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Discussions

Elmer elmer I'm on my very last life.
  • Windows Vista.... Windows 7 .... Windows 8 .....

    , Proton2 wrote

    I have a laptop that I don;t use very much, but occasionally I use it to watch a video such as on this web site or Windows Weekly. If one day I went to watch a video and couldn't because the subscription lapsed, I would probably throw Chrome on there instead, or something.

    An O/S 'subscription' initial purchase would cover the licence and updates for 12mths. You then just renew the subscription component annually to maintain updates. If your subscription lapses, you no longer get updates, but the license continues to function as the version when it lapsed. If you want to reinstate a lapsed subscription, you pay a pro-rata additional fee.

    I have a number of dev tools that work this way.

  • Windows Vista.... Windows 7 .... Windows 8 .....

    , jamie wrote

    perhaps what im thinking is more the UI runs forever....  like a webpage - but of course works without internet too 

    Windows as a subscription is the logical way forward - essentially like Office365. So long as you subscribe, your copy of Windows will be maintained as the current version (unless you disable updates for whatever reason). The days of needing to buy a packaged product (hence the need for version branding) are pretty much over.

  • Windows Vista.... Windows 7 .... Windows 8 .....

    , Sven Groot wrote

    *snip*

    Yes, but if it can be used while not connected, you can be out of date. And if you can install software on it, such software may require that you are up to date up to a specific version. There needs to be some way to identify that requirement, whether it's a version number of just saying "you need to have the January 2014 release."

    Yes, but that is a technical issue, which software manages, via APIs and utilities.

    You don't need to brand the product with a version, to solve that issue.

  • Windows Vista.... Windows 7 .... Windows 8 .....

    Why identify it with any extra label?

    Windows

    Any version identification is an internal thing that a utility can display, if required.

  • Mads Torgersen @ NDC London : The Future of C#

    , blowdart wrote

    Dictionaries list usage, not formal correctness.

    The actual entry in the OED (which I quoted) acknowledges that the usage is widespread, but ALSO that it "is not acceptable in formal contexts" - i.e. It lists usage AND  formal correctness.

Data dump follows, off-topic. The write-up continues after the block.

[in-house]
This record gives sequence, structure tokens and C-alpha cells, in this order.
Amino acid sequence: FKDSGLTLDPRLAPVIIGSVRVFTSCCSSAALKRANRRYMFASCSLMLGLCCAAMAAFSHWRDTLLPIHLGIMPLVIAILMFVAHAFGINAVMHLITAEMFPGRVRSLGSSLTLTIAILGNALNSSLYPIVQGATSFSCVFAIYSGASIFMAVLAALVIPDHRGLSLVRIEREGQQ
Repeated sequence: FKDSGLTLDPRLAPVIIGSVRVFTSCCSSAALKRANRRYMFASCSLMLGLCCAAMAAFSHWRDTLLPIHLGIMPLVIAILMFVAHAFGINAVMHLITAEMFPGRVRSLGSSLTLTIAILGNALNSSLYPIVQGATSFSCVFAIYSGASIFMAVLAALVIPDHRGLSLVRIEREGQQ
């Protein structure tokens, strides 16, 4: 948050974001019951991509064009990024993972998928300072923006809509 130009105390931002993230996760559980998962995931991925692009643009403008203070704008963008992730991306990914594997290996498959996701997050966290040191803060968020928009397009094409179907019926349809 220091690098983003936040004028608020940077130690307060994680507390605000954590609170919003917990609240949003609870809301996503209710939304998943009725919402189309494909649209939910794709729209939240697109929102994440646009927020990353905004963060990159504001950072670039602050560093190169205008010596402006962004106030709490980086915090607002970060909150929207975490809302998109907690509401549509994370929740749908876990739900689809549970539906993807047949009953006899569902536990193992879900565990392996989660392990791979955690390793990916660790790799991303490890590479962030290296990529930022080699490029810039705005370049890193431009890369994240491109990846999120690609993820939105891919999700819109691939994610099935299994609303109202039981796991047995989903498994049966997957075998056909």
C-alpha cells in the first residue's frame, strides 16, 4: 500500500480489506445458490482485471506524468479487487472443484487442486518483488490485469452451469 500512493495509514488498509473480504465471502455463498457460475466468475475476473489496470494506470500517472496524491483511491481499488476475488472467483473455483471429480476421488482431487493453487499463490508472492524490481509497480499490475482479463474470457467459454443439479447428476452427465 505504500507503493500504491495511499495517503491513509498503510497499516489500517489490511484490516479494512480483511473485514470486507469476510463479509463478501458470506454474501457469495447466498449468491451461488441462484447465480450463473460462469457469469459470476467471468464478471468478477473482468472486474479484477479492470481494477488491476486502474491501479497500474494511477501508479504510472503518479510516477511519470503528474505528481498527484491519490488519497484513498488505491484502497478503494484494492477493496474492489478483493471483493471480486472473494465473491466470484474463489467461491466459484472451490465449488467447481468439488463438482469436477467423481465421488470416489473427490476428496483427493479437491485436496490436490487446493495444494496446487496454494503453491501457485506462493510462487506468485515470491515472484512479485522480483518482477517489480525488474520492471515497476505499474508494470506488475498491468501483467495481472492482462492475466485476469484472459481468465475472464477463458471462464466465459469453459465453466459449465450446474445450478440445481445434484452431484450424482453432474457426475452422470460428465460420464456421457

• Mads Torgersen @ NDC London : The Future of C#

    , blowdart wrote

    *snip*

    The OED did the same Sad

    I think that OED more comments on the common use of literal(ly) in a non-literal context, rather than suggest that it is in any way correct.

    "In recent years an extended use of literally (and also literal) has become very common, where literally (or literal) is used deliberately in non-literal contexts, for added effect, as in they bought the car and literally ran it into the ground. This use can lead to unintentional humorous effects (we were literally killing ourselves laughing) and is not acceptable in formal contexts, though it is widespread."

    I suspect that "used deliberately in non-literal contexts" is a polite way of saying: used erroneously ...LOL.

  • Mads Torgersen @ NDC London : The Future of C#

    You are using an American dictionary to be pedantic about English ?

  • Hardware from years past

    Until quite recently, I had a DEC LA120 still working in our computer room. It didn't do anything of any use, but I just liked to have it sitting there looking all retro and occasionally printing something trivial. Unfortunately, at the last office move, some *%#^ went and sold it for next to nothing - I could have killed them when I found out what they'd done.

  • Hardware from years past

    http://www.ebay.com/bhp/curta-calculator

  • Hardware from years past

    My favourite pieces of hardware were a USB-UltraSCSI adapter made by a company called Ratoc Systems, and a reliable SCA80-LVD/SE UltraSCSI adapter (so I could connect a hot-swap drive to the USB adapter) made by a company called CS Electronics. They allowed me to plug a failed hotswap SCSI drive from the servers into a PC's USB port, and (assuming only a partial failure) recover/repair content using standard PC recovery tools. Both rarely get used these days, but were an absolute life-saver many times in the past.